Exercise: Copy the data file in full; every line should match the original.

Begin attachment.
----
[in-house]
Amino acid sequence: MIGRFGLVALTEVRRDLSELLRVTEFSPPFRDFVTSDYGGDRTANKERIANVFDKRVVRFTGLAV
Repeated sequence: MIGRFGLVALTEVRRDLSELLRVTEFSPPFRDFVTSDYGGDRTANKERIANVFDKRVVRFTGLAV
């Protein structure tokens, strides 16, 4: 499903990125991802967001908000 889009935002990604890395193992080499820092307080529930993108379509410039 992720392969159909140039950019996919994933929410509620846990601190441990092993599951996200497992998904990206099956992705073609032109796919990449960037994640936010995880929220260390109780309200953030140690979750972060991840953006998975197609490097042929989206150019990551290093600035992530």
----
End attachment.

[in-house]
Amino acid sequence: MIGRFGLVALTEVRRDLSELLRVTEFSPPFRDFVTSDYGGDRTANKERIANVFDKRVVRFTGLAV
Repeated sequence: MIGRFGLVALTEVRRDLSELLRVTEFSPPFRDFVTSDYGGDRTANKERIANVFDKRVVRFTGLAV
């Protein structure tokens, strides 16, 4: 499903990125991802967001908000 889009935002990604890395193992080499820092307080529930993108379509410039 992720392969159909140039950019996919994933929410509620846990601190441990092993599951996200497992998904990206099956992705073609032109796919990449960037994640936010995880929220260390109780309200953030140690979750972060991840953006998975197609490097042929989206150019990551290093600035992530």